Information and Communication Technology (ICT) and Its Mixed Reality in the Learning Sphere: A South African Perspective

Information and Communication Technology (ICT) and Its Mixed Reality in the Learning Sphere: A South African Perspective

Ntokozo Mthembu (University of South Africa, Pretoria, South Africa)
Copyright: © 2020 |Pages: 13
DOI: 10.4018/978-1-7998-3019-1.ch030
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The purpose of this article is to discuss the literature review and observable experiences on mixed reality posed by the use of information and communication technology (ICT) systems in the education system in the South African landscape. Human progress in the 21st century has been characterised by the rise of computer technology, that has become a defining feature in almost all social spheres. However, the reality shows that though ICT is celebrated for its undisputed, “uncertainty” and efficient services, especially when it comes to communication, information and dissemination. It also tends to encourage the abandonment of other modes of communication, specifically in relation to teaching and learning. In discovering the challenges and possibilities posed by the information technology, the notion of a didactical triangle will be explored. Literature reveals that the advent of ICT brought about various developmental opportunities and threats to human life. This article argues that consideration of institution and context is fundamental when it comes to a better understanding of the practicalities of information technology. This article will add value by shedding light on the realities and challenges in relation to ICT on the human life. The conclusion is that interventions that relates to information and communication technology have to seriously consider the structural constraints of access and social inequity as well as the effects of coloniality.
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The vast literature available on information and communication technology tends to disregard the augmented reality of the use of the information and communication technology (ICT) such as the computer and the internet, especially in related to the challenges that it poses and the possibilities that it offers in particular when it comes to the South African learning sphere (Pfeffer, 2012, p. 142). This tendency tends to have an influence on and creates an idealistic impression of the practicalities of ICT. ICT is known for its ability to modify physical or hard copy materials to electronic or soft copy versions of such material, which encourages flexibility and quick access to various resources at the same time. For example, a learner from a country in Africa can enroll for an online course in an overseas country, for instance Japan, and be able to access various data sets in different places around the world, at the same time, without physically visiting those places or the libraries that were accessed. In other words, ICT facilitates the new teaching practice between “actors” within the didactical triangle: the educator(s), the learner(s), and the knowledge (De Sousa Monteiro, & Gomes, 2014, p. 143).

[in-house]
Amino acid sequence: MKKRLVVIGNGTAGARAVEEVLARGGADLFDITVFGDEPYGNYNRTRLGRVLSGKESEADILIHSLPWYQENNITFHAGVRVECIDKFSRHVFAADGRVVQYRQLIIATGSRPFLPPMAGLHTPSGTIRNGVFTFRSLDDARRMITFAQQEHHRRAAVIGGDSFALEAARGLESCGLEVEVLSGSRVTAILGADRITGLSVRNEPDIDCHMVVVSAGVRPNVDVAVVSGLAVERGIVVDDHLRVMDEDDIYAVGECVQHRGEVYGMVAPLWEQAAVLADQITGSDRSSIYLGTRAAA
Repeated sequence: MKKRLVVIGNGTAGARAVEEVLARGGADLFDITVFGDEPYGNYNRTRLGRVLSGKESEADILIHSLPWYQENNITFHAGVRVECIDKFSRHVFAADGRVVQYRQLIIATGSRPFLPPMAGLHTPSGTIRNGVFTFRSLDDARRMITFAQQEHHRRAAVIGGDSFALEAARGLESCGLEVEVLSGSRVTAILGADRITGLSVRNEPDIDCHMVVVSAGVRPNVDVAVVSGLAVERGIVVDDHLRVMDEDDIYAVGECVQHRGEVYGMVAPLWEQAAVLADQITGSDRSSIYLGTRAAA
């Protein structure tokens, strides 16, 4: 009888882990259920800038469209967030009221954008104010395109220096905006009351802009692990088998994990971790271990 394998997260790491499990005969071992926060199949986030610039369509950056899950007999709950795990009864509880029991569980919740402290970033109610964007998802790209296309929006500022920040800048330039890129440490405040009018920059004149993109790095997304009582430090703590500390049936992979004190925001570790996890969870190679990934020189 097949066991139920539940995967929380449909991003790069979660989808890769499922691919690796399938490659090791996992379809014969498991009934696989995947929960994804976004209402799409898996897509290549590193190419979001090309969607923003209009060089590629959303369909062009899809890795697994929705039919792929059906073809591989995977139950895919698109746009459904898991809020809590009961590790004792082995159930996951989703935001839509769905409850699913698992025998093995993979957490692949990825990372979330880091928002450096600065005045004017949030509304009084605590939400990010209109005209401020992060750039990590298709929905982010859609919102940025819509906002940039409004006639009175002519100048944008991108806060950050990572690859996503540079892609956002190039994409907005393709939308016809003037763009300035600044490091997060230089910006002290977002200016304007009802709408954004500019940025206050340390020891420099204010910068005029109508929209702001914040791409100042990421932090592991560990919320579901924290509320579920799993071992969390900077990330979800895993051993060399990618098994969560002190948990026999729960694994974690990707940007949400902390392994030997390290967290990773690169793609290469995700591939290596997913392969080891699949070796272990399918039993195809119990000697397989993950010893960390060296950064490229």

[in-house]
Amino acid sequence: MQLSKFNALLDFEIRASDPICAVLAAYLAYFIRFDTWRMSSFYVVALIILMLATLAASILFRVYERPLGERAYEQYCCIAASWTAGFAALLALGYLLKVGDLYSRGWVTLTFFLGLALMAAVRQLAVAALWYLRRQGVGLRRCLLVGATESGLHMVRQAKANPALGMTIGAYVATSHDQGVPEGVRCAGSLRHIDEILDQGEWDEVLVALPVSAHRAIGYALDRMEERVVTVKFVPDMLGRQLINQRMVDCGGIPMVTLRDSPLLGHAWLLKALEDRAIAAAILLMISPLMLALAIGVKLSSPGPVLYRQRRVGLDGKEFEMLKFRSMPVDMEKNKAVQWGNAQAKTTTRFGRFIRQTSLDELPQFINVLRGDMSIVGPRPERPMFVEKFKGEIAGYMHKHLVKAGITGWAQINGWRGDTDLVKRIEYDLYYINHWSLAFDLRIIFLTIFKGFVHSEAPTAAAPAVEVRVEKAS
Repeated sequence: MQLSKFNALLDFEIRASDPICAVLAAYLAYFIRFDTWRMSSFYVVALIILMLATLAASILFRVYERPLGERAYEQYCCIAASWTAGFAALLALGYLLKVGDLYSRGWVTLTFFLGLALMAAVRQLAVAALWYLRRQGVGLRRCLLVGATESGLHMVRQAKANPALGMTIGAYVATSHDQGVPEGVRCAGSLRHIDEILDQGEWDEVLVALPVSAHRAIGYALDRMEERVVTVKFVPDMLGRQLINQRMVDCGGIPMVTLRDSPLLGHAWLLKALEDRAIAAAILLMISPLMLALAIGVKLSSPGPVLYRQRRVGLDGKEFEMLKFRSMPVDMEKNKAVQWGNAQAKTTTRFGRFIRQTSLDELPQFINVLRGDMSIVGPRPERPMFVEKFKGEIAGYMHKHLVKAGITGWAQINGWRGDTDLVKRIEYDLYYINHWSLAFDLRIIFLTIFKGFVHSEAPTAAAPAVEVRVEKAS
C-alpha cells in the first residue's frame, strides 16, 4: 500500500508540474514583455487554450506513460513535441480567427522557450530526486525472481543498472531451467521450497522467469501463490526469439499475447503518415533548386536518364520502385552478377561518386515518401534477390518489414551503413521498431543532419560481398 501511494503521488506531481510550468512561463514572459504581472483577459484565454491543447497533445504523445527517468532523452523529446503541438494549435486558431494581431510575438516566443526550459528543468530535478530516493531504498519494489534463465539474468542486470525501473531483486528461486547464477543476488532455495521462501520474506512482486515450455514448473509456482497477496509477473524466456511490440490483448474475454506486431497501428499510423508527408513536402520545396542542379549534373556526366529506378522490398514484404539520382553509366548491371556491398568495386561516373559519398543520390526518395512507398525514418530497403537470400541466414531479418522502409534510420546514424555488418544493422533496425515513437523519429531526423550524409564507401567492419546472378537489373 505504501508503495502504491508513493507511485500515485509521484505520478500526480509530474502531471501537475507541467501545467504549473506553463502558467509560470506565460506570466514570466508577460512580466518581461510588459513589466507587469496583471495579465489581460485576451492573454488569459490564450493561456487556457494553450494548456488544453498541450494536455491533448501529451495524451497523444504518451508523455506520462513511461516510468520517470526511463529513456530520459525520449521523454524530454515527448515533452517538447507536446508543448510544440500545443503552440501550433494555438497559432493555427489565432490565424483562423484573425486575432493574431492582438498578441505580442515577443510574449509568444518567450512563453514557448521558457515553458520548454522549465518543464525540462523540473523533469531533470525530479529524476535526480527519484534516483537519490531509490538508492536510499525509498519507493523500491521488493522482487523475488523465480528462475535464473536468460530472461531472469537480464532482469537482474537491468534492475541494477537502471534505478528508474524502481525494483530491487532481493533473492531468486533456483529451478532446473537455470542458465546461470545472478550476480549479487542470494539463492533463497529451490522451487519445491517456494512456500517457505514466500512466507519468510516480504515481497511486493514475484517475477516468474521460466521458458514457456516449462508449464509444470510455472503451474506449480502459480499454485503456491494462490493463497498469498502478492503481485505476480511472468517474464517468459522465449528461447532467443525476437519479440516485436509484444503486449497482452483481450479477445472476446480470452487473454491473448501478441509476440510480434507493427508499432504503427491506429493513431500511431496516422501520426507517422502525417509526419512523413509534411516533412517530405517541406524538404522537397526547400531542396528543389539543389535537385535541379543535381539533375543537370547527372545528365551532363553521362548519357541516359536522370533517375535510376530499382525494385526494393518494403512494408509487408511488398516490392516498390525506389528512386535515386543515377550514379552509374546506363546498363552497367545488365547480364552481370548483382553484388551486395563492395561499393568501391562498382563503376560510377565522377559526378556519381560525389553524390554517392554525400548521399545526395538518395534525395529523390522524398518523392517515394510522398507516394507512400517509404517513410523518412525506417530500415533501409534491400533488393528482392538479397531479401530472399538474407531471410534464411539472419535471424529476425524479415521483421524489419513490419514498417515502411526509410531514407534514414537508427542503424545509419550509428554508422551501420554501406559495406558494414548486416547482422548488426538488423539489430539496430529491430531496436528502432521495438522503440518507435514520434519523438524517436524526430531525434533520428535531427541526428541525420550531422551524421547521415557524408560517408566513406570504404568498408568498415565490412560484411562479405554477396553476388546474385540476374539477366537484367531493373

Conversely, when we look at the traditional education practices, a learner and academic institution(s), including the open distance-learning institutions, have been a source of analogue information, however, presently they are exposed to modern technologies that provides greater and quicker access to information for users (Asogwa, 2011). The proliferation of ICT has facilitated the development of various electronic software and digital materials including digital archives, related qualifications as well as teaching and learning approaches. In addition, this required the restructuring of various learning structures within institutions of higher learning, including open distance-learning institutions. In other words, technological advancements have offered wider possibilities and also created new challenges for learners and academic institutions, especially when it comes to the administration of an efficient learning environment (Şimşita, Günayb & Vayvayc, 2014, p. 931). Furthermore, technology facilitated the creation of soft (electronic) information, through the digitisation process, that is more readily accessible to users.

Though the rise of the electronic information age brought about high aspirations to various segments of society, there has been systemic challenges, particularly among previously disadvantaged communities. Some of these challenges include lack of affordability to access the internet, particularly in remote, rural locations, which tends to increase the number of other unexpected challenges such as financial and structural development constraints for various community members (Olawumi, 2013, p. 132). In other words, the shift from the traditional by approach to the electronic mode has mandated scholars including administrators to devise new teaching and learning methods.

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